The first exercise session begins with a pre-participation non-fasting blood glucose finger stick, resting HR and BP assessments, a brief (e.g. 5-minute) warm-up on an arm ergometer, and a consult regarding session goals. The exercise physiologist will encourage the participant to exercise in timed bouts at the combination of cadence and resistance equivalent to 50% of MET peak. Each bout is followed by a recovery period (low speed cadence, very light resistance) until HR approaches the pre-exercise level. This is followed by iterations of exertion and active recovery until 20-30 minutes have passed. Following the last bout's active recovery period and seated rest for hemodynamic assessment, the exercise physiologist records all session data, comments, observations, and reviews the session with the participant before scheduling the next exercise session. All subsequent exercise sessions begin with a pre-participation finger stick (blood glucose target range is 100-250 mg/dL), resting hemodynamic assessment, brief warm-up, and consult. Together the exercise physiologist and participant set new goals for the day's session (i.e. increase cadence by 10 rpm at same resistance, exercise at the RPE associated with a slightly higher intensity, add 20 seconds to the exercise bout for the session, etc.). The participant's physiological responses are monitored to ensure safety and recorded for use in upcoming sessions. Exercise prescriptions will be progressed based on individual tolerance, adaptation, and motivation.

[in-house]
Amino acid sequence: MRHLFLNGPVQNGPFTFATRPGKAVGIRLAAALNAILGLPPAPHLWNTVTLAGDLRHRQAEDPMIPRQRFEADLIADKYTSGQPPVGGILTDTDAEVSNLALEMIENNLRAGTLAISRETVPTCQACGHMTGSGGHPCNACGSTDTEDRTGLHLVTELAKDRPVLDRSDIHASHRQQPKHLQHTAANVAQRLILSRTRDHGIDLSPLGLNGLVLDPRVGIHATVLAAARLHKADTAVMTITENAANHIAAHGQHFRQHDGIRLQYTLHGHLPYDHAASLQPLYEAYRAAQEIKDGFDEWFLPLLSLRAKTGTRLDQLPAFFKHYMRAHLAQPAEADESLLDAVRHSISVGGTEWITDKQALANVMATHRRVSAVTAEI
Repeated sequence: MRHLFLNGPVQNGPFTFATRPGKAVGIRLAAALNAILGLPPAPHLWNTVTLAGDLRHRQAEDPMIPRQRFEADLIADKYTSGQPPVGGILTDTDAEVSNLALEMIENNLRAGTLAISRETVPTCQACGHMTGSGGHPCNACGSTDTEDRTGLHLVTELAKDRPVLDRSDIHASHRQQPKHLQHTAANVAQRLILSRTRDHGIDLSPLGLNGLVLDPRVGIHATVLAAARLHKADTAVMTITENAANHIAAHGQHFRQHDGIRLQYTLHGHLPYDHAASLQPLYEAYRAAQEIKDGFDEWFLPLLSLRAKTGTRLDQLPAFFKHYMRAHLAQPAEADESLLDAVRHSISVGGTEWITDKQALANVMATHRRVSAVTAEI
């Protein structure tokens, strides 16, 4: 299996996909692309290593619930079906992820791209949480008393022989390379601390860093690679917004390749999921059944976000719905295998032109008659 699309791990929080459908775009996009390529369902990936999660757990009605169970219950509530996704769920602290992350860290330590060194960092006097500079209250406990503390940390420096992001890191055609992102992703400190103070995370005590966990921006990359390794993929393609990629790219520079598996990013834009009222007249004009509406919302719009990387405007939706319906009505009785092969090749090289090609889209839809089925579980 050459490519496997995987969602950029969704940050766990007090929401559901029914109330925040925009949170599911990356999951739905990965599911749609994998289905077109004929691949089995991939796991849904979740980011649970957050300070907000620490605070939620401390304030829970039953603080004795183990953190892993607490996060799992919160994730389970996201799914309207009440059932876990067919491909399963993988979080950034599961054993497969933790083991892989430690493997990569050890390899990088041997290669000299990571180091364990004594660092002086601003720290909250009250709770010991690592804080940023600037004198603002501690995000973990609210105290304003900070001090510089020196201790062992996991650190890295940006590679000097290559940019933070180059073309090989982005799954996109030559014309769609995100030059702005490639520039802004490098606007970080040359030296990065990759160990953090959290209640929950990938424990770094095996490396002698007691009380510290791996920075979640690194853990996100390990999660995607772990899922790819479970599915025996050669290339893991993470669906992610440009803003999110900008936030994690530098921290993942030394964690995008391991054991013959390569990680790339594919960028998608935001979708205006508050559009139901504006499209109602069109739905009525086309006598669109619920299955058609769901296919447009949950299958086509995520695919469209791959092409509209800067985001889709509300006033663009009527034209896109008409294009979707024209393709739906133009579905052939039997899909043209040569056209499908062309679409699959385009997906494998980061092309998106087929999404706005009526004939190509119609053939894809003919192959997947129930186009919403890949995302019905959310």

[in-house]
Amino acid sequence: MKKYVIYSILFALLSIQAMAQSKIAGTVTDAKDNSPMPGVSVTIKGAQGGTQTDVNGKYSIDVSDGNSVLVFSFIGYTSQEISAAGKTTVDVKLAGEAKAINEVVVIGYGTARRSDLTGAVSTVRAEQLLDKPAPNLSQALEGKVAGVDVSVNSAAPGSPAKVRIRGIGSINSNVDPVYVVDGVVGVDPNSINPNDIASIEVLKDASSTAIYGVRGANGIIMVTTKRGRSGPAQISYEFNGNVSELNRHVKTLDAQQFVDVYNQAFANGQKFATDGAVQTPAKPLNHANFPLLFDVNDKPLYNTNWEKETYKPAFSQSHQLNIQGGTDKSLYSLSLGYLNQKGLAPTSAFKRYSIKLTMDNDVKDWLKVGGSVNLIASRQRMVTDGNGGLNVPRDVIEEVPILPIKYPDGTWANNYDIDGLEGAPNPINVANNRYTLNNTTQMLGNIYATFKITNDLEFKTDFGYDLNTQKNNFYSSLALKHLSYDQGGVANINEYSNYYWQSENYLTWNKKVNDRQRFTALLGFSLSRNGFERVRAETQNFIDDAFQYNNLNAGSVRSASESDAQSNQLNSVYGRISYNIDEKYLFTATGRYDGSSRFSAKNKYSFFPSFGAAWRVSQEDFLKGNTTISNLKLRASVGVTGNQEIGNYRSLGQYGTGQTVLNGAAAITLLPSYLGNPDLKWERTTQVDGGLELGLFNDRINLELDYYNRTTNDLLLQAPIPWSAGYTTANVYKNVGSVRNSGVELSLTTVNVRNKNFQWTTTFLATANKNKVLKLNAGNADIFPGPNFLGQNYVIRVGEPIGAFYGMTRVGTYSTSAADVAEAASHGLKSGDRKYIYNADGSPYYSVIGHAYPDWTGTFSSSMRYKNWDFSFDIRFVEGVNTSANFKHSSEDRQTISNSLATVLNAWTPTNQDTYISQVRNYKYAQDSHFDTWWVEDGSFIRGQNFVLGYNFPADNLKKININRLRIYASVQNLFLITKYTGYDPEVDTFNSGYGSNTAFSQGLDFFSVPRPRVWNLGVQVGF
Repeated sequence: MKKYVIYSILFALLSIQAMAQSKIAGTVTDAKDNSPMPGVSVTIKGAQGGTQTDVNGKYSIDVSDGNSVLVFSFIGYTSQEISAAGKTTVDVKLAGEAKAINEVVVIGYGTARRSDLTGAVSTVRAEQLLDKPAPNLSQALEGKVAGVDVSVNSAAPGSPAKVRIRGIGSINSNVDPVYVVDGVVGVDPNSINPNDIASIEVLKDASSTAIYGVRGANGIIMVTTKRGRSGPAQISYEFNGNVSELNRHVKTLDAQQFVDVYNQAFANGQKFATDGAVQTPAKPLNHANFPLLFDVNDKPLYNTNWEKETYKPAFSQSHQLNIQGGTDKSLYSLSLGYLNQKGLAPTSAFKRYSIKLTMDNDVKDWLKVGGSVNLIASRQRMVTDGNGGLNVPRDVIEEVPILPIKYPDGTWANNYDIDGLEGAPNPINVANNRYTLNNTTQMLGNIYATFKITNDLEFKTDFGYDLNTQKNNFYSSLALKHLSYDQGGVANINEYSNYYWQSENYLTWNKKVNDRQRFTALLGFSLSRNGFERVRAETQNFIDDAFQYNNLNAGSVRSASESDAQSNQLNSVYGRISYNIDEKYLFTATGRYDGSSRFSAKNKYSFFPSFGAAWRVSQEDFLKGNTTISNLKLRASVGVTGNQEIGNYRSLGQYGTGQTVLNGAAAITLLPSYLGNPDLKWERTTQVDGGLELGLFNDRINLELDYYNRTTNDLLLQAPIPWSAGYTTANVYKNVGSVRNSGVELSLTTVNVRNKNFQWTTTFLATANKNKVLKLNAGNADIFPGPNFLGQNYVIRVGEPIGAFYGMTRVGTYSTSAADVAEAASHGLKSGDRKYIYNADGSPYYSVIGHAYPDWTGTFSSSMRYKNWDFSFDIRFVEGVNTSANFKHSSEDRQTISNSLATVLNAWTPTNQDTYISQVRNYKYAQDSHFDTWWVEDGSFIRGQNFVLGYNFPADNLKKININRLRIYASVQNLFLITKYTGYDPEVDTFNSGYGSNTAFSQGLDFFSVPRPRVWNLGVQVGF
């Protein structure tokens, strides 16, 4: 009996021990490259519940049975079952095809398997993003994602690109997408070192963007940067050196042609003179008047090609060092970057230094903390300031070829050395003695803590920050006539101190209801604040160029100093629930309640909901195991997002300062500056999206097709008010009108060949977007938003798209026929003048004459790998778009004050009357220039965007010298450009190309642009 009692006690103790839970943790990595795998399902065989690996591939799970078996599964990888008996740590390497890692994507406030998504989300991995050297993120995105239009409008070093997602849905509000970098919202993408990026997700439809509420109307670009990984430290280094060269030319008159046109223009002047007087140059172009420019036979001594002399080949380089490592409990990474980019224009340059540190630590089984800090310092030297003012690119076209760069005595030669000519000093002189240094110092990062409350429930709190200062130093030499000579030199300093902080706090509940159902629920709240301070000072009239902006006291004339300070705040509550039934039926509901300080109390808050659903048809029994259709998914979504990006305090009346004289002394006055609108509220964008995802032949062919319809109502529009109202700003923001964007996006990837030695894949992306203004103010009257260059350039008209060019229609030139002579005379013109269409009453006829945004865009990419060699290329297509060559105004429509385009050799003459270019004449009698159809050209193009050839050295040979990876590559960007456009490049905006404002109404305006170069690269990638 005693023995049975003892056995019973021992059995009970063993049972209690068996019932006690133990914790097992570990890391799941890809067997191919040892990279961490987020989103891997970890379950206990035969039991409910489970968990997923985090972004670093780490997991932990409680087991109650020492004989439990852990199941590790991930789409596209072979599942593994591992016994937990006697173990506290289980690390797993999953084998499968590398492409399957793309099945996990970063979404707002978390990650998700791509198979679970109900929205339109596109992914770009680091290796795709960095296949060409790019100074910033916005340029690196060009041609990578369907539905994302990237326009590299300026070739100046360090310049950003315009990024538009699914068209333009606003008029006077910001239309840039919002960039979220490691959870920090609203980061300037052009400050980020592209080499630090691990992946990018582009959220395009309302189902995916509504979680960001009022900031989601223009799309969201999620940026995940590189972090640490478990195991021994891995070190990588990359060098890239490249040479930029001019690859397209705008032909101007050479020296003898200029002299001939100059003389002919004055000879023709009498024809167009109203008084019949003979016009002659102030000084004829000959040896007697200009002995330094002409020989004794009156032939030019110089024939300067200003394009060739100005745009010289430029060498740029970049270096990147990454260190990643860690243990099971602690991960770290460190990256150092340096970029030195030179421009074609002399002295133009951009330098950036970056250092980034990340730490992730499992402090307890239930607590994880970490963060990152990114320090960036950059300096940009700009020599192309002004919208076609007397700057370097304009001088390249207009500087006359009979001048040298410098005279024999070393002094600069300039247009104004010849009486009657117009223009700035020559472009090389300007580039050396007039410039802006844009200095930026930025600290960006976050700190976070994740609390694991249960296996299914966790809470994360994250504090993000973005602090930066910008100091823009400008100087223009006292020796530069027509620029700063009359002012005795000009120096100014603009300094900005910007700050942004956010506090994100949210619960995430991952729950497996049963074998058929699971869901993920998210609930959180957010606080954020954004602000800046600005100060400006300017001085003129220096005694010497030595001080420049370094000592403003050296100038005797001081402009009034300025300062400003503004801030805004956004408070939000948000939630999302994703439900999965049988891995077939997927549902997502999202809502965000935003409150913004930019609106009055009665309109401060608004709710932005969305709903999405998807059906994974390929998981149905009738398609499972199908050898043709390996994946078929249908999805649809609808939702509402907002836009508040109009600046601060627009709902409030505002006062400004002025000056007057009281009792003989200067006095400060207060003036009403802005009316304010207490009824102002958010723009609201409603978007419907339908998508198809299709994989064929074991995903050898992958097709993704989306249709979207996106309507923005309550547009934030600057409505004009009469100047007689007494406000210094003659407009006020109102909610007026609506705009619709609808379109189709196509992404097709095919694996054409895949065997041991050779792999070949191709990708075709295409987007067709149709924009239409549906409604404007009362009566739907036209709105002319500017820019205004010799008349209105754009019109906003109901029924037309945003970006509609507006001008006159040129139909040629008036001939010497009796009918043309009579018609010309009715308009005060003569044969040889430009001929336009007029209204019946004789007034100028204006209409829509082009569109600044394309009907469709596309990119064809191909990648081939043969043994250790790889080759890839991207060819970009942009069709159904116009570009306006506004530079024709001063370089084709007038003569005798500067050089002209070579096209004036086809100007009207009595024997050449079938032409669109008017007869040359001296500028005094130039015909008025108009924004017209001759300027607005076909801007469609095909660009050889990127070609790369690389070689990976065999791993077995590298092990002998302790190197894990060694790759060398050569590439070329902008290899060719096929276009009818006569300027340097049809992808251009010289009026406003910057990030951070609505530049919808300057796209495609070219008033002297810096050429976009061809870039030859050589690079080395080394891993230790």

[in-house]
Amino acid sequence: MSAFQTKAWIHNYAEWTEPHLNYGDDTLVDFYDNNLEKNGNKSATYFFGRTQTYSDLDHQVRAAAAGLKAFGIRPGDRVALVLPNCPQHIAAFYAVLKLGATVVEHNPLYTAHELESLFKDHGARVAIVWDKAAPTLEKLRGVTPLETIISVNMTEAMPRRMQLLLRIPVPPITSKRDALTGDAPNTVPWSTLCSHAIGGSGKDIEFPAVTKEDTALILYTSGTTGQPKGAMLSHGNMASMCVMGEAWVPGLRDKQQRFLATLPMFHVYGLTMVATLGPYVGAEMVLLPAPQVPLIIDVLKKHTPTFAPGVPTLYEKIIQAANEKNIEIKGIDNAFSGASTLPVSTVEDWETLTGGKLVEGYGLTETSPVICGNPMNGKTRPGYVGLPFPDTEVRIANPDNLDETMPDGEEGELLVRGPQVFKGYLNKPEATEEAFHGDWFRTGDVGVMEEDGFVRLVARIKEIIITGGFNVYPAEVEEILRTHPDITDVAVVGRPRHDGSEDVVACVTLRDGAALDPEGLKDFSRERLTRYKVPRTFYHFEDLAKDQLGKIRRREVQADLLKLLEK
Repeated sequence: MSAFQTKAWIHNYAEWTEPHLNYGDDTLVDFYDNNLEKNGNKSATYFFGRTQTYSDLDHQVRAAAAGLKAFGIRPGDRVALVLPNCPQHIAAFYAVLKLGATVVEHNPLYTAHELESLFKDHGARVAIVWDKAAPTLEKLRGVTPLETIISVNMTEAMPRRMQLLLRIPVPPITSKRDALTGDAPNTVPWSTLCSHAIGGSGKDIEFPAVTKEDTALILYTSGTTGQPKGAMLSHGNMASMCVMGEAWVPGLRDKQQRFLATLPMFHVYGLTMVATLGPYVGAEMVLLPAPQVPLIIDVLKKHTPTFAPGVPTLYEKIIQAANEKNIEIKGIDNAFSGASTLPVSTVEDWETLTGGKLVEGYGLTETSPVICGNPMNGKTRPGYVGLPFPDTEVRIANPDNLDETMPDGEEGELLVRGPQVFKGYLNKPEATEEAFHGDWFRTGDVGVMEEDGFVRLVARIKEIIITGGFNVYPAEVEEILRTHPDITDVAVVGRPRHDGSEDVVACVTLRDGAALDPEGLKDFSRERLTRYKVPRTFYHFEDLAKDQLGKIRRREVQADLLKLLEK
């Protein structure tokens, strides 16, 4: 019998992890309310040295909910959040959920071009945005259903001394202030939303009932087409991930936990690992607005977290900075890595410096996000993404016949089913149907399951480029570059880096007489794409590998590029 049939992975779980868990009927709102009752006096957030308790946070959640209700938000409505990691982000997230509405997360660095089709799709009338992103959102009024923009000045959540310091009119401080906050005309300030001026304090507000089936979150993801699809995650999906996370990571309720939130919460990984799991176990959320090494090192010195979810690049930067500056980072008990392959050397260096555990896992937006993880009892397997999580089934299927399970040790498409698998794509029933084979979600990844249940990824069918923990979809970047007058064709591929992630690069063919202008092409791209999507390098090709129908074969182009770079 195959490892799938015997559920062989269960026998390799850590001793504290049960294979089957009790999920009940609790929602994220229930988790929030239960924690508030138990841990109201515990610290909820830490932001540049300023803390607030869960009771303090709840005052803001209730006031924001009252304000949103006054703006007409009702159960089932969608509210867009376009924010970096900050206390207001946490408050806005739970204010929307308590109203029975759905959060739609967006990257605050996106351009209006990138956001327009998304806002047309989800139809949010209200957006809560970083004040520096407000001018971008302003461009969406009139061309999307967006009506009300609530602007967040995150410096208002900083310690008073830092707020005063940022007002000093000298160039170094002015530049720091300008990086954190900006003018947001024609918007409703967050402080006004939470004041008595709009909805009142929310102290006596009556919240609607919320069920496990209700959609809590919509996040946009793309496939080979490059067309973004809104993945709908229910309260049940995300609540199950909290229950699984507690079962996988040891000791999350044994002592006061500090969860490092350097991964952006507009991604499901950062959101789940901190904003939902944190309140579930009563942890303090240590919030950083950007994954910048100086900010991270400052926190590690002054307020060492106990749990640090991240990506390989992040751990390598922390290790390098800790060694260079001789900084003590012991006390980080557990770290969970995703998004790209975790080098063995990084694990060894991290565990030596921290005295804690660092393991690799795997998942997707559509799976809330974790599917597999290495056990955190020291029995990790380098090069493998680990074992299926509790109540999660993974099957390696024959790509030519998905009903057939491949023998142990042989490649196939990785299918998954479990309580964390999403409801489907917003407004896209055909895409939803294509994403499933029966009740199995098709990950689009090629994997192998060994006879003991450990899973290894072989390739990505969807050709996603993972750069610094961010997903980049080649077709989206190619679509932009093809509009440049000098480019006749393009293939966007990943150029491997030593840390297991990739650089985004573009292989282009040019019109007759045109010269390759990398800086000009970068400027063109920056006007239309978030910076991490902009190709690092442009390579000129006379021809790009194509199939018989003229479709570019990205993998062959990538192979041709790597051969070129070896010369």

Standard wound care appointments consist of removal of wound dressing, evaluation of wound (e.g. drainage, tissue status), wound cleaning, debridement as necessary, measurement, redressing, and offloading (e.g. total contact casting), as applicable. Over the 12-wk intervention period, all participants will be instructed to continue their normal daily routines and adherence to the podiatrist's recommendations. The blood glucose range of 100-250 mg/dL is the acceptable range for the participant to be able to begin the day's exercise program. If the glucose is above or below that range and the participant is symptomatic, the clinic staff will contact the designated research team member who will contact the participant's primary care provider and either refer them to their services or direct the staff to take them to the UNM Urgent Care Clinic. If the participant is asymptomic, the clinic staff will contact the designated research team member and she will discuss the options with the participant regarding going home and re-adjusting meals, medication, or whatever seemed to be the problem and have the participant return to exercise in 1-2 days.